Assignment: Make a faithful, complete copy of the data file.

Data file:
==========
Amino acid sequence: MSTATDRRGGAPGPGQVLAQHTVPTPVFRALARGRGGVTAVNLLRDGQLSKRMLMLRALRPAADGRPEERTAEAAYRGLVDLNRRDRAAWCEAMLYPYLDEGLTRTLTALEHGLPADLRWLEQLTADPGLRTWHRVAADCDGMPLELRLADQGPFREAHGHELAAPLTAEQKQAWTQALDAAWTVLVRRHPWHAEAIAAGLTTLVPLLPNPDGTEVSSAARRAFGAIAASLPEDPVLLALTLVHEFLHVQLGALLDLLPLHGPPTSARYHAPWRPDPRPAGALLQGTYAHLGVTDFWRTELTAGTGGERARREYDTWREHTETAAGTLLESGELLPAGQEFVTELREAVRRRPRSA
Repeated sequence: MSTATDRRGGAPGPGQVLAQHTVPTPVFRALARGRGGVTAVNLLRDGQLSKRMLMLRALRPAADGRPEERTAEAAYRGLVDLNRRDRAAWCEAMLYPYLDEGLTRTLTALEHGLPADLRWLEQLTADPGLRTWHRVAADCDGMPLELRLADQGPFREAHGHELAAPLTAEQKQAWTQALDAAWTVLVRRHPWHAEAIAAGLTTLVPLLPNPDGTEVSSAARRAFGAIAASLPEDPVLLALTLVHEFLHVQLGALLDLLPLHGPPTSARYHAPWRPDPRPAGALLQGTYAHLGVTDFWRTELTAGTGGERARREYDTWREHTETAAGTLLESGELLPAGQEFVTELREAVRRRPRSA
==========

Amino acid sequence: MSTATDRRGGAPGPGQVLAQHTVPTPVFRALARGRGGVTAVNLLRDGQLSKRMLMLRALRPAADGRPEERTAEAAYRGLVDLNRRDRAAWCEAMLYPYLDEGLTRTLTALEHGLPADLRWLEQLTADPGLRTWHRVAADCDGMPLELRLADQGPFREAHGHELAAPLTAEQKQAWTQALDAAWTVLVRRHPWHAEAIAAGLTTLVPLLPNPDGTEVSSAARRAFGAIAASLPEDPVLLALTLVHEFLHVQLGALLDLLPLHGPPTSARYHAPWRPDPRPAGALLQGTYAHLGVTDFWRTELTAGTGGERARREYDTWREHTETAAGTLLESGELLPAGQEFVTELREAVRRRPRSA
Repeated sequence: MSTATDRRGGAPGPGQVLAQHTVPTPVFRALARGRGGVTAVNLLRDGQLSKRMLMLRALRPAADGRPEERTAEAAYRGLVDLNRRDRAAWCEAMLYPYLDEGLTRTLTALEHGLPADLRWLEQLTADPGLRTWHRVAADCDGMPLELRLADQGPFREAHGHELAAPLTAEQKQAWTQALDAAWTVLVRRHPWHAEAIAAGLTTLVPLLPNPDGTEVSSAARRAFGAIAASLPEDPVLLALTLVHEFLHVQLGALLDLLPLHGPPTSARYHAPWRPDPRPAGALLQGTYAHLGVTDFWRTELTAGTGGERARREYDTWREHTETAAGTLLESGELLPAGQEFVTELREAVRRRPRSA